We all have aspects of our jobs that we’re not quite so enthusiastic about. Whether it’s compiling reports, giving presentations or attending networking events, more often than not we dislike these tasks not because they’re unnecessary or boring, but because we’re perhaps not so naturally adept at them. In reality, only by confronting those tasks we find uninteresting or feel less comfortable with do we actually improve our skillsets, grow professionally and increase our input to the business as a whole. No pain, no gain, after all.

However, when highly-trained employees are forced to perform tasks that add no value, this dynamic shifts. The second part of our Disconnected Data research, on Productivity Pains, has revealed that many business users and IT workers are being burdened with tasks that not only do they find boring and repetitive, but are actually having a significantly damaging effect on productivity.

All in all, these Boring Automatable Tasks (BATs) are being performed by nine in ten of the business users we surveyed, and businesses are wasting 24 working days a year per employee by asking their skilled employees to perform these rote tasks.

So what exactly falls into the BATs barrel? Tasks such as data entry, searching for data, accessing archived data, and data processing were signalled as the most burdensome BATs by our respondents. All tasks that should, in 2017, be easily automatable.

The Productivity Impact

With large businesses wasting so many man hours per employee, these tasks are also severely impacting productivity on a nationwide level.

It’s no secret that the UK is mired in a productivity crisis. British workers are currently 23 percent less productive than their French counterparts, and 27 percent less productive than the German workforce. Whilst BATs are certainly not the only factor at play in this issue, they’re clearly still a significant one. It’s highly unlikely that this productivity issue will resolve itself.

Last month, the Office of National Statistics released figures which revealed that the productivity of the UK’s workers, measured on their output per hour, fell 0.1 percent in the second quarter of 2016 following 0.5 percent fall in the first quarter. This means that the workers of 2017 are actually slightly less productive than those of 2007.

Considering the technological advances that have been made in the past 10 years, it begs the question – why are these tasks being performed manually, and why are businesses sacrificing nearly a month’s worth of workdays per employee every year?

Disconnected Data Strikes Again

Whilst the first stage of our Disconnected Data research revealed how siloed data and a lack of collaboration is hindering innovation and costing organisations billions, the second stage revealed that disconnected data is the root cause of these productivity pains and BATs, and it’s frustrating workers. In fact, 64% of our respondents pointed to poor data integration practices as an issue affecting productivity.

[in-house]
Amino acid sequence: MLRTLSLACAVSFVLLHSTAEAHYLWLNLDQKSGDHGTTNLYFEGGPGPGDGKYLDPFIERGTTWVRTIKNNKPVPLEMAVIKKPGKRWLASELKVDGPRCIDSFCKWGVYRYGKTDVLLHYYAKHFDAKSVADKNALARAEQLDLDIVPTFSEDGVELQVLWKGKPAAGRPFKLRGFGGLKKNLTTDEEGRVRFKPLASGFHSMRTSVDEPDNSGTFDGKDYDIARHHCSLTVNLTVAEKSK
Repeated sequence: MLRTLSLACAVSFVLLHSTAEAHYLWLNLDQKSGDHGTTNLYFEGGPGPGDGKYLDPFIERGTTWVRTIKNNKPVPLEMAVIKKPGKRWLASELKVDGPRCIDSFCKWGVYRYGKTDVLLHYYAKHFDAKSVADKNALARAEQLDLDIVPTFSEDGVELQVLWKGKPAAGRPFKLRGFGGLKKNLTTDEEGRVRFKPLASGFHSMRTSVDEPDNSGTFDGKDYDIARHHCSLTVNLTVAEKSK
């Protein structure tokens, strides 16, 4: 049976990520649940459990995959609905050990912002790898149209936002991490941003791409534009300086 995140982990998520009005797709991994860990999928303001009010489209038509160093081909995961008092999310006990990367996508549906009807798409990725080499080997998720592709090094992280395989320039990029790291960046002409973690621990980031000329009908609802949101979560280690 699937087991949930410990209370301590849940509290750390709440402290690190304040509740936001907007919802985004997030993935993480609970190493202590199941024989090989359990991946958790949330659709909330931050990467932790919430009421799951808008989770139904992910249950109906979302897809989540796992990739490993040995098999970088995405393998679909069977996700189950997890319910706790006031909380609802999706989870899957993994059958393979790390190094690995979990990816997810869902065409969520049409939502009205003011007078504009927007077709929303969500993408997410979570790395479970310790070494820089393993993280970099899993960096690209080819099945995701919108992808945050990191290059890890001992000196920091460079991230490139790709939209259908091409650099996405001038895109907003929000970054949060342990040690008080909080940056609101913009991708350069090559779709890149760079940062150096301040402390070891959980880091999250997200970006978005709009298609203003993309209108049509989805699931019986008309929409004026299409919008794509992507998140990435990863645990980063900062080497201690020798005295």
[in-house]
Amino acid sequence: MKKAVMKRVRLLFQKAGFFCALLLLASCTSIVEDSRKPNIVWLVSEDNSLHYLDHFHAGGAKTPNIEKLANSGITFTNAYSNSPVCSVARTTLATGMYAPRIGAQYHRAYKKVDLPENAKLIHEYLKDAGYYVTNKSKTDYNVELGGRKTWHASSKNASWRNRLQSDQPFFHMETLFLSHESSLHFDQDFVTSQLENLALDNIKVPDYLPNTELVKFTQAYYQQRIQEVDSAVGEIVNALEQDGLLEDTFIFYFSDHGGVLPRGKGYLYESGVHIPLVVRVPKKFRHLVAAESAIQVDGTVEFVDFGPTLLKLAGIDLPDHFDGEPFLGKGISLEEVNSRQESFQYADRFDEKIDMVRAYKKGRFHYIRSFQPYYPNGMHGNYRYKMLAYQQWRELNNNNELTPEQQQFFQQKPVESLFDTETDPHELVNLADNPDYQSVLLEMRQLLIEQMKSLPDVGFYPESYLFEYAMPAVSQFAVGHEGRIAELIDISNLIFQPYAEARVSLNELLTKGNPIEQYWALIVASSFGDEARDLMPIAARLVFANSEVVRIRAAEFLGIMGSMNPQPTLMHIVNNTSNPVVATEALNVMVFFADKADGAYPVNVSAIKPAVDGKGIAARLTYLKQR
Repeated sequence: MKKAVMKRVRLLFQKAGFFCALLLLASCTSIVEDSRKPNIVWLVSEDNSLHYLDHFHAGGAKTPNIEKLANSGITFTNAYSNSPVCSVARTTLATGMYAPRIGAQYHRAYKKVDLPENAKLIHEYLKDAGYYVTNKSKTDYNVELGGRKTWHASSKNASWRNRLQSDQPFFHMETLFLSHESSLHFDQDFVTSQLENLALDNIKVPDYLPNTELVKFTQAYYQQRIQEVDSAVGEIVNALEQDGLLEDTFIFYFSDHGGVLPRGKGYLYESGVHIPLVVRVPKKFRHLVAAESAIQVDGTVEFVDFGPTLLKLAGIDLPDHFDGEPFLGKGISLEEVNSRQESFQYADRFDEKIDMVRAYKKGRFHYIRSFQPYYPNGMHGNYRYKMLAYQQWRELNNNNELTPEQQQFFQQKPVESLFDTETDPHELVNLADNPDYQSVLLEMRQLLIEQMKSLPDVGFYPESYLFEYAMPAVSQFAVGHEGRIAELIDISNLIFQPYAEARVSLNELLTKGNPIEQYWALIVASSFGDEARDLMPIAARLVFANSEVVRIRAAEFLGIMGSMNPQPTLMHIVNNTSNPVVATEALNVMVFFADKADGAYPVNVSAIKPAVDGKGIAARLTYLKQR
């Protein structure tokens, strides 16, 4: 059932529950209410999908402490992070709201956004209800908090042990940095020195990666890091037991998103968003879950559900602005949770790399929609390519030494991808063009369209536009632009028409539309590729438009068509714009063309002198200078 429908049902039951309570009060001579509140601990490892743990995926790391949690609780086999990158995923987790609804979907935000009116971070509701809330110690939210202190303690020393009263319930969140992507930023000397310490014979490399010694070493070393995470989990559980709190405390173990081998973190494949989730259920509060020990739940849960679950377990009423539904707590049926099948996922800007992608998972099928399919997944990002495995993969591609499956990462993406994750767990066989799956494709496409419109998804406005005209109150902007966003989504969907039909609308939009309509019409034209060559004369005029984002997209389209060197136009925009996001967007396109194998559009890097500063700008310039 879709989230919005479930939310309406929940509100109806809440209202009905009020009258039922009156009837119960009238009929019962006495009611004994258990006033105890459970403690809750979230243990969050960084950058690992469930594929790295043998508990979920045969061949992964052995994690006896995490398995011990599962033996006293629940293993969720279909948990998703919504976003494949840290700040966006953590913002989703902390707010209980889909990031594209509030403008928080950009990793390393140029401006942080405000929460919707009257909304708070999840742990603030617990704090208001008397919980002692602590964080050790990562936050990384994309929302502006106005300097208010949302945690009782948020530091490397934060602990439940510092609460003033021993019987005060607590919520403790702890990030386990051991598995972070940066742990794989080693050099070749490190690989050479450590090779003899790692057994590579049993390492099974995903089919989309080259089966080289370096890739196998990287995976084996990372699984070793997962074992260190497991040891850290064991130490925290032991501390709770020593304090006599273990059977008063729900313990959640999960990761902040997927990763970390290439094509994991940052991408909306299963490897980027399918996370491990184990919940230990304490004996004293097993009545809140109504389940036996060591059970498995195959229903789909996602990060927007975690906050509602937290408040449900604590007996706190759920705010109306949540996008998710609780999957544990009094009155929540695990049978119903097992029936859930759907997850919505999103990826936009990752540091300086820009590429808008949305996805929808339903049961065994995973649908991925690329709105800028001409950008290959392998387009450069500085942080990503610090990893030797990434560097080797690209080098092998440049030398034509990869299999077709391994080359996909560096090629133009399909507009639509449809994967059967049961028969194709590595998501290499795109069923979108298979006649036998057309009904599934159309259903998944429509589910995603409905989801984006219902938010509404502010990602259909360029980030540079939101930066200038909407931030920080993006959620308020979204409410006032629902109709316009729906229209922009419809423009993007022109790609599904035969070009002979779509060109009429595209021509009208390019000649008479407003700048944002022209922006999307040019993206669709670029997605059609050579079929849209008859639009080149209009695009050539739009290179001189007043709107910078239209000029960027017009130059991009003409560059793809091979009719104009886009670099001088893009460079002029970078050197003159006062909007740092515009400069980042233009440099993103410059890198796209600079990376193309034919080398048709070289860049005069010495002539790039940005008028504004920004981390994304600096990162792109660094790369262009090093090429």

[easy-tweet tweet=”On average, large organisations use seven different business apps and systems regularly” hashtags=”Business, Data, App”]

This shouldn’t be especially surprising when one considers how many applications and systems, and departments and regional business units, are involved in large businesses such as the ones we surveyed. Nearly all of our respondents (98%) indicated that they were involved in projects that rely on company data from multiple systems and departments.

On average, large organisations use seven different business apps and systems regularly, with IT decision makers typically using more than business users (eight compared to five). Companies in the financial services sector use even more, clocking in an average of nine apps.

With data not properly integrated this means, inevitably, that much of this painstaking work will have to be done by an employee or employees. This, of course, is not the most efficient means of performing this kind of task, and it certainly doesn’t help with employee morale. Unsurprisingly, nearly two-thirds (61%) of our respondents expressed frustration that important projects often suffer delays caused by poor data integration.

Integration and Efficiency

It’s no coincidence then that, with nine in ten business users forced to spend time on BATs, the same proportion (91%) see connecting data, applications and systems as a beneficial move for their organisation. In fact, over a third (likely the most heavily involved with BATs) see it as essential. Additionally, our respondents speculate that if these data gaps were closed, they could see a 28% boost in efficiency.

Our research has shown that the impact of disconnected data on productivity is a powerful one, and could have immediate benefits for businesses if addressed. However, there’s a longer-term story at play here. AI and automation are set to be two of the key business technologies for the future and, although nascent, promise to revolutionise job roles and how businesses operate. If organisations want to be prepared to embrace this AI future, they’d be wise to get their house in order now, rather than playing catch up further down the line.